Yeah. And a closely related example, which I think is really good, is driving under the influence of drugs or alcohol. I mean, when I grew up, it was like, “Oh, there goes, Pete again. Home from the bar. Watch out for Pete. He swerves on the road.” I mean, it really wasn’t taken seriously.

Wes Shriner: 

And that was not good.

Kip Boyle:

No, it was terrible.

Wes Shriner:

We lost a lot of lives.

Kip Boyle: 

We did. But look where we’ve been able to get. It’s fantastic.

Wes Shriner: 

We have really turned that one around as a country, as well, as a people. All right. So that takes us to the end of governance risk and compliance. Three down. One to go,. Yes, indeed. Product security is our last one. There are two arms to this. Number 31 is product security. Number 32 is your product services security. Mm. I want to call that out as two separate things. We did a little bit on that earlier in our last episode. Product security number 31 is about device security and device privacy. It’s about product third party risk.

It’s about product compliance, product feature grooming. It’s really a parallel of a lot of the services we’ve seen inside our enterprise applied to the product or device that we’re delivering to our customer. Product design engineering and test, architecture, those are all pieces to that product security. Now then the second one, 32, is product services, security. And that’s really, it’s all the same things for the service end of your product. So we talked about Xbox previously and Xbox is the product. And then the Xbox online is your product services, right? Focus on web security, network security, customer identity.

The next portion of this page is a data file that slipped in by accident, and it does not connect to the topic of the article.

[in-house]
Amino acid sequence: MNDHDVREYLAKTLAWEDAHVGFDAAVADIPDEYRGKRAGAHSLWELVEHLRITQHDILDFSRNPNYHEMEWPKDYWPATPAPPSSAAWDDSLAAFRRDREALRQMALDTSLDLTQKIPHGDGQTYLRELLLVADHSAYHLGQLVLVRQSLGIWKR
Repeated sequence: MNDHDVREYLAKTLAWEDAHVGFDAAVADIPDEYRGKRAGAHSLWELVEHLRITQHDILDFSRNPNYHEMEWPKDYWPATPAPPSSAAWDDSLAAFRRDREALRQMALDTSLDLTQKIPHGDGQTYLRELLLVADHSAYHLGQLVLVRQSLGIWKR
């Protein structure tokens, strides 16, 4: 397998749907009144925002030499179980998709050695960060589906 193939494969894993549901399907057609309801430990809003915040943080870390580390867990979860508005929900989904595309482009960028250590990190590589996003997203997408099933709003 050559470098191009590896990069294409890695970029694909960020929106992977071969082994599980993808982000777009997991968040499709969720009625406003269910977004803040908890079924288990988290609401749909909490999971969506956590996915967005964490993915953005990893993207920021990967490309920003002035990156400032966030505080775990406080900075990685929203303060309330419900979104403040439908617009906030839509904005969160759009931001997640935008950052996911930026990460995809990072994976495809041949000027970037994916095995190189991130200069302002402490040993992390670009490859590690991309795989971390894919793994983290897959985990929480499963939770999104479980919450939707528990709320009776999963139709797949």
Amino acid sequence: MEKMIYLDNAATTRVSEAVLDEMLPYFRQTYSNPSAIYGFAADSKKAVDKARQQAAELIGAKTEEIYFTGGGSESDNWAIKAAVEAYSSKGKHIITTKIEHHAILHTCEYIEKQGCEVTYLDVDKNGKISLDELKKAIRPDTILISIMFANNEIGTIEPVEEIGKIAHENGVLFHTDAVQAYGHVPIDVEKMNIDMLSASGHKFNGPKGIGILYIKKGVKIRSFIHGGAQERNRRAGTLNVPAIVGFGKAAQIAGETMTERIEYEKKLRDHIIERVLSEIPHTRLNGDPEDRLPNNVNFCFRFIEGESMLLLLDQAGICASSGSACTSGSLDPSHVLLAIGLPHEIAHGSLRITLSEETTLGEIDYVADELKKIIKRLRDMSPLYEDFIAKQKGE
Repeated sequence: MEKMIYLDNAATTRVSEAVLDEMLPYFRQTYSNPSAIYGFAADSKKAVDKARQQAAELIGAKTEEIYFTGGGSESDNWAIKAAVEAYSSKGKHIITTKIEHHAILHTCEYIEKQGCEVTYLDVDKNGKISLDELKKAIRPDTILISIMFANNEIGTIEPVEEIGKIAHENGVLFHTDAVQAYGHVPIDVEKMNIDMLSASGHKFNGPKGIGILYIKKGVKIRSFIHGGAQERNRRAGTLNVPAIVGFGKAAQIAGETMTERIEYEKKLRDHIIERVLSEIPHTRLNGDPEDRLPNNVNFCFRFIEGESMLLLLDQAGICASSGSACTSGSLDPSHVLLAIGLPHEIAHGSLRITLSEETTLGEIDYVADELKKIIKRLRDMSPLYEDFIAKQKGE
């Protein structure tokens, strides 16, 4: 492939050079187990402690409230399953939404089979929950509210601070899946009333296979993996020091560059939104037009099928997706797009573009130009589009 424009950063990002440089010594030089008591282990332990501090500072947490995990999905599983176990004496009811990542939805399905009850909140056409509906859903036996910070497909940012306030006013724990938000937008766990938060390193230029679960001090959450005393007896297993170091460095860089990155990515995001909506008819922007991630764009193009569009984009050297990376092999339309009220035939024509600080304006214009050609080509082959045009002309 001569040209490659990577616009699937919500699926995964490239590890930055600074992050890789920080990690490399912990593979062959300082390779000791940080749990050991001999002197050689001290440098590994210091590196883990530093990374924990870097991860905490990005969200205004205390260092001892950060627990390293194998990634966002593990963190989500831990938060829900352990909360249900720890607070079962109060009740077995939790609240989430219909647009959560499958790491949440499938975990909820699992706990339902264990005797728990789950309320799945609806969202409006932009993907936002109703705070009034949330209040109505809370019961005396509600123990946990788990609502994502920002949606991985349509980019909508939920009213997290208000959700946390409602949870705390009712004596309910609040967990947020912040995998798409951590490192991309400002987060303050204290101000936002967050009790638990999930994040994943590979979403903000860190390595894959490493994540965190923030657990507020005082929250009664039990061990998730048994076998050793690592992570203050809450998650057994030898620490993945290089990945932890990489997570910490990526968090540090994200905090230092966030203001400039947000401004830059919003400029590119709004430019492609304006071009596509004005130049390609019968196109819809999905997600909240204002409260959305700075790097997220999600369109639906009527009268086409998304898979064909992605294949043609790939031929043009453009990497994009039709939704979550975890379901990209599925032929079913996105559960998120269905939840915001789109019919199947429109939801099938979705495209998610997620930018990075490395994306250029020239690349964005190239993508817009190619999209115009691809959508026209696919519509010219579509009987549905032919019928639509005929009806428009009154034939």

Kip Boyle: 

Yep. And we’re seeing more and more and more of this as time rolls on, as more products become internet connected, internet capable, and that we’re delivering services to those internet connected products. You know, hey, when I’m running out of milk, I want my refrigerator to tell me.

Wes Shriner: 

And your IOT device is the product security and the connection between that IOT device and your email telling you that it’s time to buy milk is the service.

Kip Boyle:

Right, and it’s got to be secure.

Wes Shriner: 

So folks, I want to thank you for joining us on this tour of the common security team structure. This is not how every team is built. This is how some teams are built. There’s sometimes a little more, sometimes a little bit less, but in every case, it is a good example of how we can get started. Then we decide in and decide out what we do from here. We’re going to use this diagram as a platform for everything else we do in this podcast. It’s going to be a roadmap for where we go from here. We’re going to revisit it very often and drill deeper into a lot of these organizations, disciplines, services, and some of the teams too.

Kip Boyle: 

Yeah. And some of the jobs that might be available to you as somebody who is new, trying to cross into cybersecurity and then jobs that you can grow into. So all of that is coming, coming ahead in future episodes.

Wes Shriner: 

It is. So the key takeaways, cybersecurity is complex.

Kip Boyle: 

That should be obvious.

Wes Shriner: 

But it’s understandable. It also is understandable and navigating it, understanding it, helps us find our dream jobs.